A decade on from the ICC Cricket World Cup 2011, we are reliving all the best bits from the semi-finals of the incredible tournament.
New Zealand 217 v Sri Lanka 220/5 (47.5 overs) – Sri Lanka won by five wickets
Sri Lanka dominated with both bat and ball to reach the World Cup final with a convincing win over New Zealand.
Every single batsman in the Kiwi top six reached double figures, but they just couldn’t get going against the quality of the Sri Lankan attack. It was very much a collective effort with the ball, with Lasith Malinga finishing with 3/55 and Ajantha Mendis taking 3/35.
In reply, a superb 120-run partnership between Tillakaratne Dilshan (73) and Kumar Sangakkara (54) broke the back of the chase. And although Tim Southee made the hosts sweat with his three-wicket effort, there were still 13 balls remaining when Thilan Samaraweera hit the winning runs.
It was an all-around outstanding performance from the Sri Lankan side, but the headlines were saved for Muttiah Muralitharan, who took 2/42 in his final international match on Sri Lankan soil and was carried from the field on the shoulders of his team-mates.
“We really wanted to give him a good send-off,” said captain Sangakkara to the capacity crowd in Colombo. “Murali is the icon of Sri Lanka, on the field, off the field, a fantastic human being and a great team man."
India 260/9 v Pakistan 231 (49.5 overs) – India won by 29 runs
Sachin Tendulkar’s classy 85 proved the difference as bowlers dominated in this meeting of India and Pakistan. The hosts got off to an absolute flyer as Virender Sehwag smashed 38 off 25 balls, with Tendulkar flowing at the other end. It was an outstanding start, but the momentum was short-lived, as Wahab Riaz’s 5/46 helped Pakistan pull the innings back under control.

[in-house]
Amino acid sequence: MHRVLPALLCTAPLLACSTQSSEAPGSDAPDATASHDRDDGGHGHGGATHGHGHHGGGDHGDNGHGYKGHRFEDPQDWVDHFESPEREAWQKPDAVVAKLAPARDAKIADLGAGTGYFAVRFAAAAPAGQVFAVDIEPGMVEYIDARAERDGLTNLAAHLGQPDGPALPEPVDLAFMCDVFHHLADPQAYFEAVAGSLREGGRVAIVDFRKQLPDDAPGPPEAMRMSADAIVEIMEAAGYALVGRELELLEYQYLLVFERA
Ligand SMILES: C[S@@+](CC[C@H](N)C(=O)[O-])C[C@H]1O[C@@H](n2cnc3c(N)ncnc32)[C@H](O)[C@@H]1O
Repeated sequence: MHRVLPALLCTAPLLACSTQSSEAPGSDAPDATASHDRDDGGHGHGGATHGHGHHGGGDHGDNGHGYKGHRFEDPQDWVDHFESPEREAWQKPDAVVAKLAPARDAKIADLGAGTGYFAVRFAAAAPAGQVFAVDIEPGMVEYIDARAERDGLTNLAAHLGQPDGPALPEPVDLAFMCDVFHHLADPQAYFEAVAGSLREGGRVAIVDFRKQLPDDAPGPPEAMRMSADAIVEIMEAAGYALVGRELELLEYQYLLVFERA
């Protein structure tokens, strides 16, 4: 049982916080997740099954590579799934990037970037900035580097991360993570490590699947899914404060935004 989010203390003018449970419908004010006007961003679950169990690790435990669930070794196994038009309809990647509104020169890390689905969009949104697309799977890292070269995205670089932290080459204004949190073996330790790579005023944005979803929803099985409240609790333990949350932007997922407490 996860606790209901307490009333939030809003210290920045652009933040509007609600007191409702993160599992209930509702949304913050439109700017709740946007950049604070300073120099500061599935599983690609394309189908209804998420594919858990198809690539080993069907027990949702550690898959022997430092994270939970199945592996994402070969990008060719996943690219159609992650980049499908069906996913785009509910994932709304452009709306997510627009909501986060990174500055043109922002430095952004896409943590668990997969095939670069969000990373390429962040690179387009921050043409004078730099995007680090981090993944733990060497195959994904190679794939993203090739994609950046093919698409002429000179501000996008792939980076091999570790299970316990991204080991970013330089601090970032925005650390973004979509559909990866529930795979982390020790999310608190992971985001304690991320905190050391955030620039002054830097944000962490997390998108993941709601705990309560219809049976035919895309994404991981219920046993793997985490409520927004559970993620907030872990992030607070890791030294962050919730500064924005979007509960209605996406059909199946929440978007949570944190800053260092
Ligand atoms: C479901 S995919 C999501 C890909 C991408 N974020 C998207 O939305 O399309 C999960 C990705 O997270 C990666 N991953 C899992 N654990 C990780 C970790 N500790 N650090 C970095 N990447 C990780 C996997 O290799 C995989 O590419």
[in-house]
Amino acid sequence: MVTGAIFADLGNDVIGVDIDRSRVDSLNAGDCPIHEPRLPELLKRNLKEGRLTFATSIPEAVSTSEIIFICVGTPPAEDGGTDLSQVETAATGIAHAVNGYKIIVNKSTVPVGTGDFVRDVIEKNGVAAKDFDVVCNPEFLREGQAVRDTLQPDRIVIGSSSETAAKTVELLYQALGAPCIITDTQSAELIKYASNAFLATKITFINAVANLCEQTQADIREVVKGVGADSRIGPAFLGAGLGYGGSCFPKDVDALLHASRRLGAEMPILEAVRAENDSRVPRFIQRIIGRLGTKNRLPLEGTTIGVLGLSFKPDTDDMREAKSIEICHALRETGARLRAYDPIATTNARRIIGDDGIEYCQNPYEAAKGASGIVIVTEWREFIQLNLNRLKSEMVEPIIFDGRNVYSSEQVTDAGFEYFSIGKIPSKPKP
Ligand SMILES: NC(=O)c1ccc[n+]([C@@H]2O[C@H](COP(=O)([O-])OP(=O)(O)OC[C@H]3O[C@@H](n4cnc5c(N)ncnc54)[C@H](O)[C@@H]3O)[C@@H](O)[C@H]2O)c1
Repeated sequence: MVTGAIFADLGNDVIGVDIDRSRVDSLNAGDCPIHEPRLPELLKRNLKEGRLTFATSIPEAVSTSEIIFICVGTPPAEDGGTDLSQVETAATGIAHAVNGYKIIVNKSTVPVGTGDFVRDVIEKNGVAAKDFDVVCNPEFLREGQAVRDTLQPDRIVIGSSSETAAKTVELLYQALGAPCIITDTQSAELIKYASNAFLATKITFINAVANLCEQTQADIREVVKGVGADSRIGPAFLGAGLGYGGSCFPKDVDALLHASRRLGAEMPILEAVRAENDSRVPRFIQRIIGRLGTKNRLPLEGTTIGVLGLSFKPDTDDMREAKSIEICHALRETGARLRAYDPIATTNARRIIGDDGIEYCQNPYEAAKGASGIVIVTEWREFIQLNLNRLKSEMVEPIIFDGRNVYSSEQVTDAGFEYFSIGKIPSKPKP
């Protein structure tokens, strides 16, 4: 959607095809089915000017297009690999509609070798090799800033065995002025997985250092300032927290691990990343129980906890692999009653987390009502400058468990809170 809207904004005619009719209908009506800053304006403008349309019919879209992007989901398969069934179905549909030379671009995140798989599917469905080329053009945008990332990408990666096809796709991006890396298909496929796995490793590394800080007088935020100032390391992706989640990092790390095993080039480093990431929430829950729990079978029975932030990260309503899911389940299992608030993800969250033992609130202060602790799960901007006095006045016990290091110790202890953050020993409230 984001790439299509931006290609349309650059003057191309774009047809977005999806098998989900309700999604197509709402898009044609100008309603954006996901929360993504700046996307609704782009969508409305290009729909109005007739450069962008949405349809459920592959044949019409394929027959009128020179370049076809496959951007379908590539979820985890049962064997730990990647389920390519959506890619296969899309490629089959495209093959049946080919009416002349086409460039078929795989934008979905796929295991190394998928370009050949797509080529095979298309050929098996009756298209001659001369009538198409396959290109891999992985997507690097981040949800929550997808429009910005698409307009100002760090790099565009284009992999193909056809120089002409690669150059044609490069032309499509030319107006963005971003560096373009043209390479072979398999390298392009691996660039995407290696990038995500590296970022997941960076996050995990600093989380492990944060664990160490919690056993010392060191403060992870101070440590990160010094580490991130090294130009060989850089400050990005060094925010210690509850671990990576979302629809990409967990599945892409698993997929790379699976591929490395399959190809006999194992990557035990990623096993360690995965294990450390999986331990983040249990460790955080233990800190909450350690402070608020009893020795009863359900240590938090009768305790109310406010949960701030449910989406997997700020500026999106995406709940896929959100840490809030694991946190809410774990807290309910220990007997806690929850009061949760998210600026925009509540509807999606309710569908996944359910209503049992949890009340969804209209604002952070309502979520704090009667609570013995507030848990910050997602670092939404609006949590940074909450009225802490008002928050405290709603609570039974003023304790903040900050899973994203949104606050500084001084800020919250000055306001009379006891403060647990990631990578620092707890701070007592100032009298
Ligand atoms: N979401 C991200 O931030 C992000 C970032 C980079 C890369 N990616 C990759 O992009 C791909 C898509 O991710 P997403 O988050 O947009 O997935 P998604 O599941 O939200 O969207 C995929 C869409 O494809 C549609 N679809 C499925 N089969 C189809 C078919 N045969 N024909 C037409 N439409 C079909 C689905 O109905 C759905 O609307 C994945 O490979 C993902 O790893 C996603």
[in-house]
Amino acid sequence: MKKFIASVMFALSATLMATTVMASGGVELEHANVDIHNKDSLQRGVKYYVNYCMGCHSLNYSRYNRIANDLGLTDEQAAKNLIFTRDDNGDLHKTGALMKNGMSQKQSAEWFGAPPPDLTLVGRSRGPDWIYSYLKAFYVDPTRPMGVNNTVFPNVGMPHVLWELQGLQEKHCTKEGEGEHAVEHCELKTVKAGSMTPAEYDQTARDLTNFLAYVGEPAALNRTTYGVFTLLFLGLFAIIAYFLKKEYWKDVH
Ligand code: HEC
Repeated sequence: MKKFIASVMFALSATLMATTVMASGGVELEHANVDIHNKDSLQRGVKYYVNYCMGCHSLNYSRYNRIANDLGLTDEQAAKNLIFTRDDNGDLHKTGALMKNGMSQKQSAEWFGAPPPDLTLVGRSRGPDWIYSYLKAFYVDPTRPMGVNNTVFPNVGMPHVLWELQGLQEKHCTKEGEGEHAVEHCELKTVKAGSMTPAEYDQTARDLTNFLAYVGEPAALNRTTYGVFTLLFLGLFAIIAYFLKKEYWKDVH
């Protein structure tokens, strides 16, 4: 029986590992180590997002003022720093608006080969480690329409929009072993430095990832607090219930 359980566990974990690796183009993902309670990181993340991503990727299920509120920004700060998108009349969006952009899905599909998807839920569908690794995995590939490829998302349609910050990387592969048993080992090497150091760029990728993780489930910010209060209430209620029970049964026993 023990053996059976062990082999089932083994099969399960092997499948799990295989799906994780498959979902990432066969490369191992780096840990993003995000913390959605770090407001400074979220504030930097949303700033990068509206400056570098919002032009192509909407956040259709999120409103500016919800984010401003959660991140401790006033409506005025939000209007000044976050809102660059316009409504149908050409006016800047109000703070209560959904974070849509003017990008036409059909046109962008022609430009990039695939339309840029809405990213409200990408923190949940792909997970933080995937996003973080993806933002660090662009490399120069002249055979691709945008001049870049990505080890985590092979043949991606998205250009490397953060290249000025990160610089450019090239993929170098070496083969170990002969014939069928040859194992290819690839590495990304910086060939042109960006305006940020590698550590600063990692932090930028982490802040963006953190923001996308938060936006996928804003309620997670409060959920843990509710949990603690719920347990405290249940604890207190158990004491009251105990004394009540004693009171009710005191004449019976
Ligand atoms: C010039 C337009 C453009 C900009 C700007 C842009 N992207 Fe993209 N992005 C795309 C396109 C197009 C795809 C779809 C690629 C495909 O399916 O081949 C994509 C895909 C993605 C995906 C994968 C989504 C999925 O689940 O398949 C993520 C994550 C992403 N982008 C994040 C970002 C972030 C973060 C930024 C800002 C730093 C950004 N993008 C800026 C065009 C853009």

India’s 260 felt slightly below par, particularly after such a strong start. But the Indian bowling attack produced by far their best display of the tournament to stifle Pakistan’s chase with a collectively controlled performance. All five bowlers – Zaheer Khan, Ashish Nehra, Munaf Patel, Harbhajan Singh and Yuvraj Singh – took two wickets, with Pakistan struggling to pick up momentum throughout. Misbah-ul-Haq top-scored with 56, but his was the last wicket to fall from the penultimate ball of the 50 overs as Pakistan fell 29 runs short.
Losing captain Shahid Afridi was magnanimous after such a frustrating defeat, saying: "First of all I'd like to congratulate the Indian cricket team and the Indian nation for this great victory, and wish them all the best for the final. They played better than us. We didn't make partnerships, we played some irresponsible shots, and a partnership was crucial. I want to say sorry to my nation. We tried our level best, and we enjoyed ourselves at this tournament."
Tendulkar was named man-of-the-match for what proved to be the crucial knock, and the Indian legend’s performance set up a showpiece final against Sri Lanka at his home ground in Mumbai.
"Going back to Mumbai for this event is going to be a wonderful occasion," Tendulkar said in his post-match interview. "We've got to be calm and focussed. This has been memorable, and something I will cherish all through my life."